Email: The Art of Writing (2.1.2021)

Dear Gilliian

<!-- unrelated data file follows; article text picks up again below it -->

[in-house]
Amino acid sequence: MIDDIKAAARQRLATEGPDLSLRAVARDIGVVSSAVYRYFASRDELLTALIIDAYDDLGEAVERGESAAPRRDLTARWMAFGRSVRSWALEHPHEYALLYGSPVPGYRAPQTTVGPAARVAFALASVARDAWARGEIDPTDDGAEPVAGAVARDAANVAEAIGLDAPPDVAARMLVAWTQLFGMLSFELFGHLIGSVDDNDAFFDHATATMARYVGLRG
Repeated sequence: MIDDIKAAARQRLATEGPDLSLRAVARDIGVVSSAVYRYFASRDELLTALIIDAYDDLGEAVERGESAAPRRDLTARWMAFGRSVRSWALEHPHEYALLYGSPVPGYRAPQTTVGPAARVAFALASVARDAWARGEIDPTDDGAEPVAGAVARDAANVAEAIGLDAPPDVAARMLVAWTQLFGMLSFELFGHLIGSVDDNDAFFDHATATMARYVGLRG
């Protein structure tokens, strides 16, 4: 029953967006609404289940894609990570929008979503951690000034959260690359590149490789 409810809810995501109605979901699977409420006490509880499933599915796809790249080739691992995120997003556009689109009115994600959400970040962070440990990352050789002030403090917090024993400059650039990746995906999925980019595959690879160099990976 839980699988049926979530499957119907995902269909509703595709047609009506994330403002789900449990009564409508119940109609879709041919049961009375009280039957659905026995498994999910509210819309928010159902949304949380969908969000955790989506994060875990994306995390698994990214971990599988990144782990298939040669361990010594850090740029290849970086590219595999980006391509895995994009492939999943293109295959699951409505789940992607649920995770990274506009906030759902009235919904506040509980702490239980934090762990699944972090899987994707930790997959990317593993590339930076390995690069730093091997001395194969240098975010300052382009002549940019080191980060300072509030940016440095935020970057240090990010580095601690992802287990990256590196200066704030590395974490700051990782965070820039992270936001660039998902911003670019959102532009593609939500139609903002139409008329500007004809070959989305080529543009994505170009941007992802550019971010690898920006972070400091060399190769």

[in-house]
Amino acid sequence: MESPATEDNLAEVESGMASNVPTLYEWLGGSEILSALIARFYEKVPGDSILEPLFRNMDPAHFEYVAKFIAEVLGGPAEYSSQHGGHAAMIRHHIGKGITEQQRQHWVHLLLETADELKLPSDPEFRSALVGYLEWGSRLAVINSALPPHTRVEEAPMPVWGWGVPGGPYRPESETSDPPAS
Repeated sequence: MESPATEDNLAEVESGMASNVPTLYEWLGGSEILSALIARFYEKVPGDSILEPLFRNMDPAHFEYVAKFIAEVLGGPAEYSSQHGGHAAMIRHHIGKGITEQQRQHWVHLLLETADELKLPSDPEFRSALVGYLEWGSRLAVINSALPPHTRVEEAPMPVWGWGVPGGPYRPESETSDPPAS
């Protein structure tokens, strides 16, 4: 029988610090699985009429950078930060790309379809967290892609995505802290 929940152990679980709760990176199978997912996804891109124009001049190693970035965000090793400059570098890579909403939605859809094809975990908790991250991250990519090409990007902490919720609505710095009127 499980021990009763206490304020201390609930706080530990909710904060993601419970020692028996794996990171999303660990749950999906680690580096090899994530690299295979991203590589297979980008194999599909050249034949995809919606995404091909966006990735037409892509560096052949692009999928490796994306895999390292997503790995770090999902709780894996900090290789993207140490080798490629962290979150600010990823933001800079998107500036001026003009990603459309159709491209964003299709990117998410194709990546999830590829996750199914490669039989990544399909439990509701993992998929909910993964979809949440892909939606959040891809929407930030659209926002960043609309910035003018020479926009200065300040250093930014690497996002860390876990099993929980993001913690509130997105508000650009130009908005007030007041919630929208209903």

Clarity and insight (this will make sense when you finish reading). You exhibit a cultural habit that is probably instinctive but manifests regularly. Ancient Chinese wisdom texts are written quite often in a very formulaic manner – and for good reason – as this type of text represents a congealment of a) human knowledge premised upon a spiritual or physical interpretation of ‘reality’, and b) the means to preserve, communicate and convey this knowledge through the medium of the written word. There are two functions unfolding simultaneously – the structure of Chinese writing and reading coupled with a refined conveyance of the subject at hand. For sake of context, the Five Classics and Four Books are examples of this, but there are many others. Now, the ancient scholars were trained to use the Chinese language in a particular manner. This methodology ensured a high standard of literature that brought order to the outer world through the compilation of lists of phenomena – lists that correctly and succinctly reflected the material world and the hidden spiritual forces that operate behind the scenes. Paragraphs contained identical lines of exact numbers of ideograms. The structure remains the same throughout – with only the individual ideograms changing to indicate shifts in meaning. Chinese scholars where trained to begin the first line of each text with a single ideogram that expressed the total meaning of the text. This was to be followed usually by four other ideograms that elaborate on this deep understanding – all in the first line. Here’s the point of this email – when you write your best emails (irrespective of content), your first line often exhibits the entire meaning of your communication – which you then elaborate upon as you make your case. I would say this is a Chinese cultural habit formulated through centuries of Confucian scholarship of your ancestors in China – and manifested through your modern analytical skills acquired in the West. We are martyrs to our genes.  

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